This article was also published in the Financial Times.
It has been a year of eating excitingly, of memorable introductions interspersed with the odd, sad, farewell.
Over the course of a fortnight, I managed to experience my first meal at Noma, Copenhagen, to taste René Redzepi's extraordinary approach to nature's bounty as well as my first glass of Danish wine. This was promptly followed by my final dinner at El Bulli in Spain, the memories of which haunted me six months later when I cooked dinner for Ferran Adrià, its culinary genius, in our kitchen.
But as I have been looking back over all the restaurants I have reviewed this year, a particular aspect of the fascinating world of restaurants has become evident.
It has done so, as the best things so often do, from listening to my wife. She is the FT's wine correspondent and she has long maintained that one of the particular attractions of looking at a bottle of wine on a shelf in a supermarket, where it is surrounded by so many other foodstuffs and household staples, is that nothing else will take you so directly and so immediately to the region in which it was made; often to the name of the village; and, in certain cases, to the individual who made it.
The parallel with restaurants is that I believe that there is nowhere so easily accessible that takes the consumer so directly into the personality of the individual who has created it, whether chef or restaurateur. It is this particular factor, the strength of the creator's personality, which now seems to distinguish those restaurants I find most appealing from the others. This will not only constitute an increasingly important ingredient in their prosperity, but will also be another major consideration for restaurateurs as they choose which kind of restaurant to open and where. As Danny Meyer, the celebrated New York restaurateur, explained, 'The challenge for me is to create somewhere that combines the excitement of going out, principally in the food and wine we serve, with the comfort factor of being welcomed and looked after as though you were in my own home.'
In London, Heston Blumenthal set the bar extremely high at the beginning of the year when he finally opened Dinner (right) in the Mandarin Oriental, Knightsbridge. Over the years, several British chefs have breathed new life into neglected, native recipes but here Blumenthal has achieved this within the setting of a hotel dining room that is light, bright, devoid of tablecloths and, most exceptionally, of stuffiness and pretension.
Lunch across the horseshoe-shaped counter at Zeb (zuppa e bollito) in Florence provided the opportunity to watch mother and son, Giuseppina and Alberto Navari, pace the interior, take orders, cook and open wine. The plates of ricotta-filled ravioli with a duck meat and orange sauce were equally exciting. Zeb is far less expensive than Dinner, obviously, but shares the same eye for quality and the same disdain for pretension.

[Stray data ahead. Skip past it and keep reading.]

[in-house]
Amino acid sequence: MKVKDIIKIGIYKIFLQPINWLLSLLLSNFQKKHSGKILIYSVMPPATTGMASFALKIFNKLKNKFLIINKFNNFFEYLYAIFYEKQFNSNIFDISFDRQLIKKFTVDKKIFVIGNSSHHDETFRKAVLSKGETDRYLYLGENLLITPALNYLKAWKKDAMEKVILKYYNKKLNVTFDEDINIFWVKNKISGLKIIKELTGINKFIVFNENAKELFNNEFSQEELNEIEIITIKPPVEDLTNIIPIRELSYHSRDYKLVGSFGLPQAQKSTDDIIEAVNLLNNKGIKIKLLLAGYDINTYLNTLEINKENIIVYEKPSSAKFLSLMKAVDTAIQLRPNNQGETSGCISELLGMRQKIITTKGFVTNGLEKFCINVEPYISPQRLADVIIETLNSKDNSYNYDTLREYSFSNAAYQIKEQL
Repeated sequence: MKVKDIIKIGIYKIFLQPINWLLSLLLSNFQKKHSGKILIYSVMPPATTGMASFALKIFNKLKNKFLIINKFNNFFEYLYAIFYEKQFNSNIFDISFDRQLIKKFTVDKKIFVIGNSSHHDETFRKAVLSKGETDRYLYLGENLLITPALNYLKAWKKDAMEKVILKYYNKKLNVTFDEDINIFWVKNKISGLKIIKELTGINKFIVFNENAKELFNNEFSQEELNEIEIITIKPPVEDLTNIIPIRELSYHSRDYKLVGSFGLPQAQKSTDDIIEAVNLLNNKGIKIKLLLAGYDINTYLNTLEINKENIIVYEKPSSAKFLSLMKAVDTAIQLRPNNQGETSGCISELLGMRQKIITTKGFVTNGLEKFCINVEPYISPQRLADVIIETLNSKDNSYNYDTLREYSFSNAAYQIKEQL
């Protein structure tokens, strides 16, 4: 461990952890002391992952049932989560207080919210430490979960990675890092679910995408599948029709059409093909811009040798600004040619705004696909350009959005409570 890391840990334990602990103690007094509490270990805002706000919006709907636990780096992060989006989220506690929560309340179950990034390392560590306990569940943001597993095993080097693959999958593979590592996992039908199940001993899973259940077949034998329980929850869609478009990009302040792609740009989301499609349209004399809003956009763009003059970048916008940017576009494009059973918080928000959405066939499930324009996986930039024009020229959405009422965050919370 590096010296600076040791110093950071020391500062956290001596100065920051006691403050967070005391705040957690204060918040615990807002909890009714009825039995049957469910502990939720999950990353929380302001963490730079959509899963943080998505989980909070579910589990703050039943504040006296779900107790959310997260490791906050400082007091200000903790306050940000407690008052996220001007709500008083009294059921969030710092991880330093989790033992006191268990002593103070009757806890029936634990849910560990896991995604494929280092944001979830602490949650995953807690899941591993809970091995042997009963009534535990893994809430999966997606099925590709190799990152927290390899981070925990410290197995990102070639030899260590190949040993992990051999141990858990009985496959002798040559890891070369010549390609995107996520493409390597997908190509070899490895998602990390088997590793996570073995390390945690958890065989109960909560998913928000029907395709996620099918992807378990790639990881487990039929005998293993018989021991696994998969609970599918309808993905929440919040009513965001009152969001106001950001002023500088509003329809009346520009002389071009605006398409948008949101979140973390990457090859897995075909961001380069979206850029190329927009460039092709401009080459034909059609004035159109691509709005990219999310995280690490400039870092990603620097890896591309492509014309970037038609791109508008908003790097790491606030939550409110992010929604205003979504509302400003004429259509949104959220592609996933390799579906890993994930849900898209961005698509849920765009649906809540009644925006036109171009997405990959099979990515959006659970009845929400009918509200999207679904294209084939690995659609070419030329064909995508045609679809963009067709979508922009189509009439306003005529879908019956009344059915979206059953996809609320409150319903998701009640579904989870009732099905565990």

Memories of this meal return whenever I dive into Duck Soup on Dean Street, Soho, London. Here too the bar, the few tables and the kitchen are in close proximity, as, invariably, are its owners, Clare Lattin, Julian Biggs and Rory McCoy. The old record player and the older collection of vinyl are, however, distinctly Duck Soup. Jackson Boxer has also demonstrated with the Brunswick House Café, Vauxhall, just how a combination of style and wit, architecture and antiques, as well as well-priced good food, can compensate for a very small amount of working capital.
Southern and north-east Spain provided introductions to diverse but equally committed characters.
At La Carboná in Jerez it was the experience of being in a restaurant, once a sherry bodega, where husband and wife Javier and Ana Garcia so proudly serve what their highly talented son, Javier, is cooking. At Villa Mas (pictured above) on the Costa Brava it was meeting the exuberant Carlos Orta, chef and compiler of an extraordinary list of burgundies, and subsequently listening to him perform as a DJ until 3 am (we were staying very close by!)
What is so exciting about the new wave of Swedish cooking is not exemplified just by what Magnus Nilsson prepares from all that exists in the countryside and lakes around Fäviken, northern Sweden, or by what Mikael Jönsson (left) is cooking at Hedone in Chiswick, west London. It is rather the commitment that seems to exist among Swedish chefs collectively to present their new style of Swedish cooking to the rest of the world. This was most recently demonstrated when Bjorn Frantzé and Daniel Lindeberg left their renowned Stockholm restaurant for 24 hours to cook alongside Jonsson, whom, until the morning of the lunch, they had never met.
New York revealed three very different but equally dynamic characters on three very different occasions.
The first was a two-family Sunday brunch at Red Rooster up in Harlem, where chef Marcus Samuelsson has created a place that evokes history and a definite sense of place combined with excellent American food. The second was a two-family dinner at Prune, where the pleasure of Gabrielle Hamilton's particular approach to cooking continued over the next few days as I read her enthralling autobiography, Blood, Bones & Butter. Finally, there was a memorable dinner at Daniel to celebrate a particular landmark in our family.
The most exceptional memories, however, still resonate from an overnight stay on Inis Meáin off the north east coast of Ireland in the lee of the Atlantic, where Ruairi and Marie Thérèse de Blácam have opened a restaurant with five elegant bedrooms. As we waited in the bus for the 8.15 am ferry, watching a fisherman unload scallops in the driving rain, a fellow traveller nervously asked Ruairi whether there are any days when the ferry doesn't operate. 'A few', he replied. 'But on those days you never want to leave the house!'